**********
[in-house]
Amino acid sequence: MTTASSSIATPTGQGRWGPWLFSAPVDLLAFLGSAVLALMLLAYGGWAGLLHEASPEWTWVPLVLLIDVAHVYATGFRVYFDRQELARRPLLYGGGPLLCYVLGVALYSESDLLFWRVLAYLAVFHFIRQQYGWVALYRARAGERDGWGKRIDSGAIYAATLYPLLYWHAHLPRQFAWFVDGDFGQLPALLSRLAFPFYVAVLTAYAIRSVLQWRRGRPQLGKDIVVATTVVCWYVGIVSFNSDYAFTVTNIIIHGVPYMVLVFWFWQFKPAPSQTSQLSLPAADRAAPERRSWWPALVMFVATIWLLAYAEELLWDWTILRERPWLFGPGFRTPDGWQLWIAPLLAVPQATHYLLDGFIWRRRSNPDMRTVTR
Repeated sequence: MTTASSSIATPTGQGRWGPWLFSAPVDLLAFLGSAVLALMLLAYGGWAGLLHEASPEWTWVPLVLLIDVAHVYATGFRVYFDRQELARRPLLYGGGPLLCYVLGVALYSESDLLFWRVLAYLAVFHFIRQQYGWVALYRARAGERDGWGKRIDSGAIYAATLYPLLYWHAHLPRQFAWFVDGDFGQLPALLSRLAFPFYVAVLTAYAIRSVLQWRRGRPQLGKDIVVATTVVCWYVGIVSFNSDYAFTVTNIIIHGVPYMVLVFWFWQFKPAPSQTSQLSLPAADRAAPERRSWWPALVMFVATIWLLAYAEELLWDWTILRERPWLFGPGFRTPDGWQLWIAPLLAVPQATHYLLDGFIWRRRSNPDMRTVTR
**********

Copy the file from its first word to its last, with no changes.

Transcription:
[in-house]
Amino acid sequence: MTTASSSIATPTGQGRWGPWLFSAPVDLLAFLGSAVLALMLLAYGGWAGLLHEASPEWTWVPLVLLIDVAHVYATGFRVYFDRQELARRPLLYGGGPLLCYVLGVALYSESDLLFWRVLAYLAVFHFIRQQYGWVALYRARAGERDGWGKRIDSGAIYAATLYPLLYWHAHLPRQFAWFVDGDFGQLPALLSRLAFPFYVAVLTAYAIRSVLQWRRGRPQLGKDIVVATTVVCWYVGIVSFNSDYAFTVTNIIIHGVPYMVLVFWFWQFKPAPSQTSQLSLPAADRAAPERRSWWPALVMFVATIWLLAYAEELLWDWTILRERPWLFGPGFRTPDGWQLWIAPLLAVPQATHYLLDGFIWRRRSNPDMRTVTR
Repeated sequence: MTTASSSIATPTGQGRWGPWLFSAPVDLLAFLGSAVLALMLLAYGGWAGLLHEASPEWTWVPLVLLIDVAHVYATGFRVYFDRQELARRPLLYGGGPLLCYVLGVALYSESDLLFWRVLAYLAVFHFIRQQYGWVALYRARAGERDGWGKRIDSGAIYAATLYPLLYWHAHLPRQFAWFVDGDFGQLPALLSRLAFPFYVAVLTAYAIRSVLQWRRGRPQLGKDIVVATTVVCWYVGIVSFNSDYAFTVTNIIIHGVPYMVLVFWFWQFKPAPSQTSQLSLPAADRAAPERRSWWPALVMFVATIWLLAYAEELLWDWTILRERPWLFGPGFRTPDGWQLWIAPLLAVPQATHYLLDGFIWRRRSNPDMRTVTR